A conversation between two people aboard a cruise ship somewhere out in the ocean. Tech is using his laptop to use the internet and is interrupted by Curious.
Tech's expostulates about the slow network on the sip, on the causes and cures, including a diversion into an laboratory setting in which Maxwell/Mini Maxwell are used to re-create the shipboard network situation so that the providers could try various curative approaches. Waiter keeps bringing various umbrella drinks.
Tech – A technically well versed user of the internet. He (she) is seated in a cruise-ship lounge chair, wearing sunglasses, dressed in a loud Hawaiian shirt, shorts, sandals, and a straw hat. Tech is fully visible in the setting.
Curious – An off-screen presence who speaks only from outside the video frame, like like one of those old TV off-screen narrators who speaks to the on-screen characters. Curious is only mildly technically well versed. Curious is our target audience.
Waiter – Waiter mainly exists as an arm and hand that delivers umbrella drinks and equipment to Tech.
On-board a cruise-ship. This consists of a deck chair and a small table. The background is a tropical scene as could be seen from the deck of a ship while in a tropical port.
In the InterWorking Labs laboratory. This consists of a lab table on which are props. The background is a laboratory scene with equipment and beakers and the like.
Return to #1.
A laptop computer
Ethernet cable leading off-screen
Orange with toothpicks and small marshmallows – our satellite – suspended by a thread from above.
A toy boat
A big Maxwell
A Mini Maxwell with cables.
We will need screen shots (and videos) of Maxwell or Mini Maxwell setting and relaxing transmission delay constraints, perhaps screen shots of a web browser during low and high delay. These will be presented in a side-by-side split screen.
Scene opens with medium shot of TECH laying on a deck chair reading email on a laptop. He does not look happy.
He is at an angle so that we can see his face and the back of the laptop. He is dressed in tropical cruise clothing, with sunglasses. In the background (via the green screen) is tropical beach scene as one might see from a cruise ship. A small table is placed to his side. On it is an umbrella drink.
Off-screen Curious arrives and begins...
Are you working on your vacation?
(surprised, looks up into camera)
Glad to see you again.
I'm just checking-in with our house sitter.
Enjoying the cruise?
but I'm getting frustrated; the network on this ship is painfully slow.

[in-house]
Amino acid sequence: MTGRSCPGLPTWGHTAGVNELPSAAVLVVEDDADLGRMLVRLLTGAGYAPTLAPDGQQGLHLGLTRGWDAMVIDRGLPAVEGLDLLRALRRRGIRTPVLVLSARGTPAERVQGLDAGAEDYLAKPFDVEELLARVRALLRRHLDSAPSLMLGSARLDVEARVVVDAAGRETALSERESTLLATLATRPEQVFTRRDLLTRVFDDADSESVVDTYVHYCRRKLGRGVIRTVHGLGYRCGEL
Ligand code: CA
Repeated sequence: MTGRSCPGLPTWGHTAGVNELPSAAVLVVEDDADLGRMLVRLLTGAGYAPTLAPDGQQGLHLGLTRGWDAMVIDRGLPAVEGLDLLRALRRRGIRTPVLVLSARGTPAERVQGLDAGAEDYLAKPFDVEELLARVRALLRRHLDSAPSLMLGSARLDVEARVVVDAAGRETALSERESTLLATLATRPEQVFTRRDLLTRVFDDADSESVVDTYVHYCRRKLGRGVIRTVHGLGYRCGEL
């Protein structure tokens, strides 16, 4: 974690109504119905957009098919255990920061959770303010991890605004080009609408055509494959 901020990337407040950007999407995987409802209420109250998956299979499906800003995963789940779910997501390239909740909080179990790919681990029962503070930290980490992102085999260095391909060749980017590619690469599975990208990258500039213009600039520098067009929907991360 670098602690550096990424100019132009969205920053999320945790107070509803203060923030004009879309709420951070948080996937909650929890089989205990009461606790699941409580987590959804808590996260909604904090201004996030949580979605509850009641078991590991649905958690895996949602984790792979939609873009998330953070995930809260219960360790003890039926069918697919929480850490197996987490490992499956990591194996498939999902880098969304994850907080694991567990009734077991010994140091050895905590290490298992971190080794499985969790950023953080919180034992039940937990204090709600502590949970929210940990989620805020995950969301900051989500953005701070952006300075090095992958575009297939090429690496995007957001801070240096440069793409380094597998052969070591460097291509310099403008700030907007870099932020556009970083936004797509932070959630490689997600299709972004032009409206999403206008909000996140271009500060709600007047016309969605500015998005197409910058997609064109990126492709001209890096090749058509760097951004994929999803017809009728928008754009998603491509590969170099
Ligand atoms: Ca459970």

(Making a joke:)
It's slower than a cucumber doing calculus!
(Slightly amused grumbling :)
And for this I'm paying 40 cents a minute!
Is something wrong with the network?
The core of the problem is that it's difficult to string wires from shore out to a ship at sea.
So in the absence of wires we are connected to the heart of the internet by a radio link that's being bounced off a geosynchronous satellite.
Really? Geosynch satellites are about 22 thousand miles up!
26 thousand if we measure from the center of the earth.
From here, off the coast of Mexico, our network link goes 22 thousand miles up...
then another 22 thousand miles down...
and finally lands
you'll never guess where..
In New Jersey.
That's like going around the world .. twice.
And our data has to come back the same roundabout way!
This causes problems you won't see on your home or office network.
Because the office network uses regular land lines?
Most internet protocols require several rounds of packet exchanges.
When you read email or look at a web page there can be hundreds, even thousands of packet exchanges.
Packets do not move instantly .. it takes time for them to be carried.
Generally the faster that packets move the more responsive the internet feels.
From your home or office packets travel on wires that follow the surface of the Earth.
Those packets reach their destinations fairly quickly.
But when a geosynch satellite is involved the distances become much greater.
Even at the speed of light it takes a really long time for packets to move up to the satellite and back down again.
A few minutes ago I measured the time it is taking for my packets to go from the ship to my email service and then back again...
It was more than half a second.
Half a second doesn't sound so bad.
Remember that most internet transactions take lots and lots of packet exchanges.
That means lots and lots of half-second delays.
I guess it adds up.
For instance, each time I fetch a web page it takes perhaps a dozen such exchanges just to figure out the address of the web server and to get the data moving.
That means I wait at least five seconds before I see anything happen.
To make it worse many websites lard-up their content with hidden trackers, images, and scripts.
So that what we see as a single web page may actually require fifty or more inner web-page fetches.
All those delays could easily accumulate into minutes!
Which leaves me sitting here impatiently waiting.
But it does leave me plenty of time to talk...
(look to Waiter, Waiter drops off another umbrella drink; Tech takes a sip)
... and drink.
Can we do anything about these delays?
I wish we could crank packets up to Warp factor nine or something...
(Try to say the following seriously, not as a joke:)
Unfortunately Einstein told us that the speed of light isn't just a good idea, it's the law.
So it's hopeless?
A professor of mine used to say "If you can't get 'em on the merry go round you can get 'em on the swings."